As one might expect, this is something fans argue about a lot, and a cursory Google will reveal no end of attempts at reconciling the canon. A personal favourite is this discussion on Michael Martinez's blog; while I don't necessarily agree with everything he says, I think his ultimate point is a good one:
"How do you pick and choose your texts?" I am sometimes asked.
I like to say, "Carefully."
"Is Your Canon on the Loose?" Middle-earth and J.R.R. Tolkien Blog by Michael Martinez
Probably the two most common (broad) approaches are described on Tolkien Gateway:
Final intent. Basically, Tolkien's later writings take priority over his earlier ones. This is the version I personally favour, because it allows for the fact that Tolkien's ideas shifted as he wrote The Lord of the Rings
Height intent. This version prioritizes the final version of the Legendarium as written in History of Middle-earth V, everything pre-Lord of the Rings. I'm not a fan of this one personally, because it seems to fundamentally misunderstand the nature of writing2
However, probably the most useful I've seen comes from a fan named Michael Kane . Kane proposes three levels of Tolkien canon, which depend not on the works themselves but on the purpose of the discussion. Kane's levels are:
This is the arm-chair level of canon and the easiest one to use and talk about. This includes the major published works, The Hobbit, The Lord of the Rings, The Silmarillion, and probably the Children of Hurin (Not previously mentioned). This is the canon that anyone can pick up and have a conversation about with their friends. It takes The Silmarillion as is.
We can presumably lump The Tale of Beren and Lúthien into this group as well.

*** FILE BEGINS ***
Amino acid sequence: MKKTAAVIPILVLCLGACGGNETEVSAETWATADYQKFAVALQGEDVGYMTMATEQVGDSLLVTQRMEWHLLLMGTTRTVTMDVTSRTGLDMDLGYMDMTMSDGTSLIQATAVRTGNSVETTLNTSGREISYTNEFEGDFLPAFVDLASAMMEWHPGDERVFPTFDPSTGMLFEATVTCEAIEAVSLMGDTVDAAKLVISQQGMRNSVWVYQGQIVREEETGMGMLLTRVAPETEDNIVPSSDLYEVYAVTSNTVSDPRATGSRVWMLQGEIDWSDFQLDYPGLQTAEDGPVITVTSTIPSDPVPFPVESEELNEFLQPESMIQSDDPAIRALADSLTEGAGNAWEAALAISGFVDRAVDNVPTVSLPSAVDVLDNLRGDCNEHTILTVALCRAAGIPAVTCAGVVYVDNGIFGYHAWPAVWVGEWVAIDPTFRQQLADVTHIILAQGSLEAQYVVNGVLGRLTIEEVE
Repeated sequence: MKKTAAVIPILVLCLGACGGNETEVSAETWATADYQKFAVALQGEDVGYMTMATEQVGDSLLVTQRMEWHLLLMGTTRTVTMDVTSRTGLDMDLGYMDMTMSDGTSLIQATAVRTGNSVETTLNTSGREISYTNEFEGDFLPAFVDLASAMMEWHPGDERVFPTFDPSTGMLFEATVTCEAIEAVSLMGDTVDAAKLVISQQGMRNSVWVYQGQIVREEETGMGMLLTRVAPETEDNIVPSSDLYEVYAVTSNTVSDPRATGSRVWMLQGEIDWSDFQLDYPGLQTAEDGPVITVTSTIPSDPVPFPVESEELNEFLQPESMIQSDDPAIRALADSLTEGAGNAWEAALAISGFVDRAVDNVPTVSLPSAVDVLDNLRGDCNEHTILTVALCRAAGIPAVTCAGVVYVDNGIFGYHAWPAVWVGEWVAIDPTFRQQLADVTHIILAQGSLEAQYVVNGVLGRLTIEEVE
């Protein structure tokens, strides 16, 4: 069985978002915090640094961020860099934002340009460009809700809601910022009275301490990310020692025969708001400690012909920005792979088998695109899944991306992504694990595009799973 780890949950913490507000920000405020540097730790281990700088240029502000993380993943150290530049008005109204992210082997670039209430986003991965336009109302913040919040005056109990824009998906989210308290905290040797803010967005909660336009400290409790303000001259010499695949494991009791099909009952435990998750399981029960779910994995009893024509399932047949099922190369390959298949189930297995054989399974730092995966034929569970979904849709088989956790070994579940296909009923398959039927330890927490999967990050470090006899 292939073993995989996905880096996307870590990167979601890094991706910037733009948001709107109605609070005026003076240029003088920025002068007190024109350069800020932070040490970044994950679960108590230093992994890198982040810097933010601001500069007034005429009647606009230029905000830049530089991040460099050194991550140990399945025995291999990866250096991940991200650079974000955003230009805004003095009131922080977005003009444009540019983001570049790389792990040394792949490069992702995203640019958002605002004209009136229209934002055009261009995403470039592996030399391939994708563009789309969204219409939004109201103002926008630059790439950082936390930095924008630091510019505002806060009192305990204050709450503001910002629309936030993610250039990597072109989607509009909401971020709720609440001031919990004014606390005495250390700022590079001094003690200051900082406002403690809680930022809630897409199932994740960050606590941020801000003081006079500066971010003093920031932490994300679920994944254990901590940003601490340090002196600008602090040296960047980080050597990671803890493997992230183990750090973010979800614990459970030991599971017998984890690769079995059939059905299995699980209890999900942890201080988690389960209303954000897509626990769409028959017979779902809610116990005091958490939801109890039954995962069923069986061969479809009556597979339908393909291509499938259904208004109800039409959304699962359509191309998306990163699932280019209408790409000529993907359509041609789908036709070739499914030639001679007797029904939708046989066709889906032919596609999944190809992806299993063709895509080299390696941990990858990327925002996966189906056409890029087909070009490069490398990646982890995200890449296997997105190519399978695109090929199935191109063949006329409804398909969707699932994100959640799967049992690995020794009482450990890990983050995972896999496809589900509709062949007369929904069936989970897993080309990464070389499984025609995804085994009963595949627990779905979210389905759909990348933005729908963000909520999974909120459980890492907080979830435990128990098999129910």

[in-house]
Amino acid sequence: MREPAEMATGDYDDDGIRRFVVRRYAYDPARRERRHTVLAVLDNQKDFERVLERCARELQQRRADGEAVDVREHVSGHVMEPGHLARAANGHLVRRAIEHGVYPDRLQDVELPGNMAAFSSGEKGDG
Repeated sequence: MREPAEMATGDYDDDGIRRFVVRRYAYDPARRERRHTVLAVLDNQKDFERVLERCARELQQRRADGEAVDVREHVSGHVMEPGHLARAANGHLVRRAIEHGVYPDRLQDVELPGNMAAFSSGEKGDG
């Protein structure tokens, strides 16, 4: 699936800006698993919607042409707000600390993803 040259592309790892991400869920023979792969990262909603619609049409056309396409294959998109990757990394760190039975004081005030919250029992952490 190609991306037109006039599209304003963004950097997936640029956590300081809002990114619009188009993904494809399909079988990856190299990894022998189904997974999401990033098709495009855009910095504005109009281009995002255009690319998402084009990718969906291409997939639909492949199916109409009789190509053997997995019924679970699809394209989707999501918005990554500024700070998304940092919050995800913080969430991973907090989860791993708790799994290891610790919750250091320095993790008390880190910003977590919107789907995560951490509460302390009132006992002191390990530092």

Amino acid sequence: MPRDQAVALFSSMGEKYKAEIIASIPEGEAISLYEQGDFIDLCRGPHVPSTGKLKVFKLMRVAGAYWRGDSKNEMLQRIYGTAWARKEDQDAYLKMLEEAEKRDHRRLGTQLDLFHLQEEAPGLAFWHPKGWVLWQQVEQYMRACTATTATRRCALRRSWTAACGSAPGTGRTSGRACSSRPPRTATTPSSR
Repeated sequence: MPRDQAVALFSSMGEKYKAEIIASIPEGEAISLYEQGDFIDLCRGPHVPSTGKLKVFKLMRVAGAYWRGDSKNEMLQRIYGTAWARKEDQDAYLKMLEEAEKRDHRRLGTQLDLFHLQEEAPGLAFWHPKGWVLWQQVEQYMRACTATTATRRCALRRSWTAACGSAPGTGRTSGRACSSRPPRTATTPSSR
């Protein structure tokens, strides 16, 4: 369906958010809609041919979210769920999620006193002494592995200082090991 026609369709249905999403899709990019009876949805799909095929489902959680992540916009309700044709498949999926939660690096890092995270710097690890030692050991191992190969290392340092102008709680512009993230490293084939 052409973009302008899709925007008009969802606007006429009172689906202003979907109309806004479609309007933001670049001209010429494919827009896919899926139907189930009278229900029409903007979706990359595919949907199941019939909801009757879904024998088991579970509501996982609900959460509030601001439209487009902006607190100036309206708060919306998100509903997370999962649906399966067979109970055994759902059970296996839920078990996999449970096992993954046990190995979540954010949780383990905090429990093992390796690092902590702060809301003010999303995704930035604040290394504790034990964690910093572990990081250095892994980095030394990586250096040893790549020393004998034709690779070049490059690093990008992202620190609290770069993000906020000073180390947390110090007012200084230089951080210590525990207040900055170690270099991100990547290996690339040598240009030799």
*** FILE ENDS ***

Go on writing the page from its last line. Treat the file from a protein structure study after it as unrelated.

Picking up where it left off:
This is the one that mostly leaves out The Silmarillion in lieu of other manuscripts. This canon is comprised of late versions of The Silmarillion. Whatever Tolkien wrote later in his life is generally expected to be accurate in this case. (The Hobbit and LotR are included here as well, with a special understanding of The Hobbit that may come up on a later day.) This is the canon that Tolkien enthusiasts talk about, waxing eloquently about specific versions of specific stories written at specific times. Most people aren't interested in this one.
This one doesn't actually exist. This is The Silmarillion as Tolkien would have eventually published it. Perhaps even more accurately then that, this is the version that Tolkien would have considered to be the “true” one, the events as they actually occurred with Tolkien's human meddling. Why do I consider this canon important? Frankly, while the Academic Canon is fun and entertaining to talk about, there is a fundamental flaw in it. Simply because a given writing was the last on a particular subject does NOT mean that Tolkien, had he lived longer, would have changed his mind again. The Histories of Middle Earth document many such changes over the course of decades. We don’t and never will know what the ideal canon looks like.
However, this strategy isn't exactly useful when trying to arrive at an internally-consistent canon; it's a place to start a conversation, not where you go to end one.
Should there be a canon?
I want to return to a comment by Christopher Tolkien that I quoted earlier:
[M]y father came to conceive The Silmarillion as a compilation, a compendious narrative, made long afterwards from sources of great diversity (poems, and annals, and oral tales) that had survived in agelong tradition
The Silmarillion Foreword